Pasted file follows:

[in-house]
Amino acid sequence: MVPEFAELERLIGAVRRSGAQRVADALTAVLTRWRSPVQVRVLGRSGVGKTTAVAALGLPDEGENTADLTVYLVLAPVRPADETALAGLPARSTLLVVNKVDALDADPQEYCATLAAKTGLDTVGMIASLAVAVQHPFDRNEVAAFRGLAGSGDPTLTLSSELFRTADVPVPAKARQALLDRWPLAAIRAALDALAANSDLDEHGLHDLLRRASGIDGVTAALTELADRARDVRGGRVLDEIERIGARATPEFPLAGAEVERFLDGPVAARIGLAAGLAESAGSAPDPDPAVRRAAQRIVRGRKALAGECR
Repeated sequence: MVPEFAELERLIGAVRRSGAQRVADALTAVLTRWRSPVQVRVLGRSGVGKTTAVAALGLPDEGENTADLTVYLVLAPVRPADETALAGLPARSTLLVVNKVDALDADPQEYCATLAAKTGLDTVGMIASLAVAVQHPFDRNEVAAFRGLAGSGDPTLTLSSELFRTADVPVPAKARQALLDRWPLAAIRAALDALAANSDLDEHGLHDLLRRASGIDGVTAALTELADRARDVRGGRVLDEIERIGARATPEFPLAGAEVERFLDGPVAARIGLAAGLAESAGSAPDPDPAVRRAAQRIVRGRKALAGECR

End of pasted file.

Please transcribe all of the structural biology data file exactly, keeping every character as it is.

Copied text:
[in-house]
Amino acid sequence: MVPEFAELERLIGAVRRSGAQRVADALTAVLTRWRSPVQVRVLGRSGVGKTTAVAALGLPDEGENTADLTVYLVLAPVRPADETALAGLPARSTLLVVNKVDALDADPQEYCATLAAKTGLDTVGMIASLAVAVQHPFDRNEVAAFRGLAGSGDPTLTLSSELFRTADVPVPAKARQALLDRWPLAAIRAALDALAANSDLDEHGLHDLLRRASGIDGVTAALTELADRARDVRGGRVLDEIERIGARATPEFPLAGAEVERFLDGPVAARIGLAAGLAESAGSAPDPDPAVRRAAQRIVRGRKALAGECR
Repeated sequence: MVPEFAELERLIGAVRRSGAQRVADALTAVLTRWRSPVQVRVLGRSGVGKTTAVAALGLPDEGENTADLTVYLVLAPVRPADETALAGLPARSTLLVVNKVDALDADPQEYCATLAAKTGLDTVGMIASLAVAVQHPFDRNEVAAFRGLAGSGDPTLTLSSELFRTADVPVPAKARQALLDRWPLAAIRAALDALAANSDLDEHGLHDLLRRASGIDGVTAALTELADRARDVRGGRVLDEIERIGARATPEFPLAGAEVERFLDGPVAARIGLAAGLAESAGSAPDPDPAVRRAAQRIVRGRKALAGECR